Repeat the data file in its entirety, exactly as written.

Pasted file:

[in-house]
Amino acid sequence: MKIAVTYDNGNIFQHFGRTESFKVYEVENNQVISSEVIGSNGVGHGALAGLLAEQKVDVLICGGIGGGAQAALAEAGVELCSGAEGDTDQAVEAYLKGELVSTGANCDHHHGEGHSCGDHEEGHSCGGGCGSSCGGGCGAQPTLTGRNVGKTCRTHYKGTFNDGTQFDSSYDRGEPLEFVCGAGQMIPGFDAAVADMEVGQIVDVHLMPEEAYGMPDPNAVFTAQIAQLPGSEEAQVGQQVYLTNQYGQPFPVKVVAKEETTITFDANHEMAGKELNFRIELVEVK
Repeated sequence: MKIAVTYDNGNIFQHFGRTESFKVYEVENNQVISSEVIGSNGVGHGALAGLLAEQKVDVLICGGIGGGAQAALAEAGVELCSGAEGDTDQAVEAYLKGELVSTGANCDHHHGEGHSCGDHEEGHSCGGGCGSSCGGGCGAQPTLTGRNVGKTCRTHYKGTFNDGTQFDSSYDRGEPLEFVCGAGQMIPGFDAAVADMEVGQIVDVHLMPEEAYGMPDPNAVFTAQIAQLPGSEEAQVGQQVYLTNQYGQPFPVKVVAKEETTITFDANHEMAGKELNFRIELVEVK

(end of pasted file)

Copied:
[in-house]
Amino acid sequence: MKIAVTYDNGNIFQHFGRTESFKVYEVENNQVISSEVIGSNGVGHGALAGLLAEQKVDVLICGGIGGGAQAALAEAGVELCSGAEGDTDQAVEAYLKGELVSTGANCDHHHGEGHSCGDHEEGHSCGGGCGSSCGGGCGAQPTLTGRNVGKTCRTHYKGTFNDGTQFDSSYDRGEPLEFVCGAGQMIPGFDAAVADMEVGQIVDVHLMPEEAYGMPDPNAVFTAQIAQLPGSEEAQVGQQVYLTNQYGQPFPVKVVAKEETTITFDANHEMAGKELNFRIELVEVK
Repeated sequence: MKIAVTYDNGNIFQHFGRTESFKVYEVENNQVISSEVIGSNGVGHGALAGLLAEQKVDVLICGGIGGGAQAALAEAGVELCSGAEGDTDQAVEAYLKGELVSTGANCDHHHGEGHSCGDHEEGHSCGGGCGSSCGGGCGAQPTLTGRNVGKTCRTHYKGTFNDGTQFDSSYDRGEPLEFVCGAGQMIPGFDAAVADMEVGQIVDVHLMPEEAYGMPDPNAVFTAQIAQLPGSEEAQVGQQVYLTNQYGQPFPVKVVAKEETTITFDANHEMAGKELNFRIELVEVK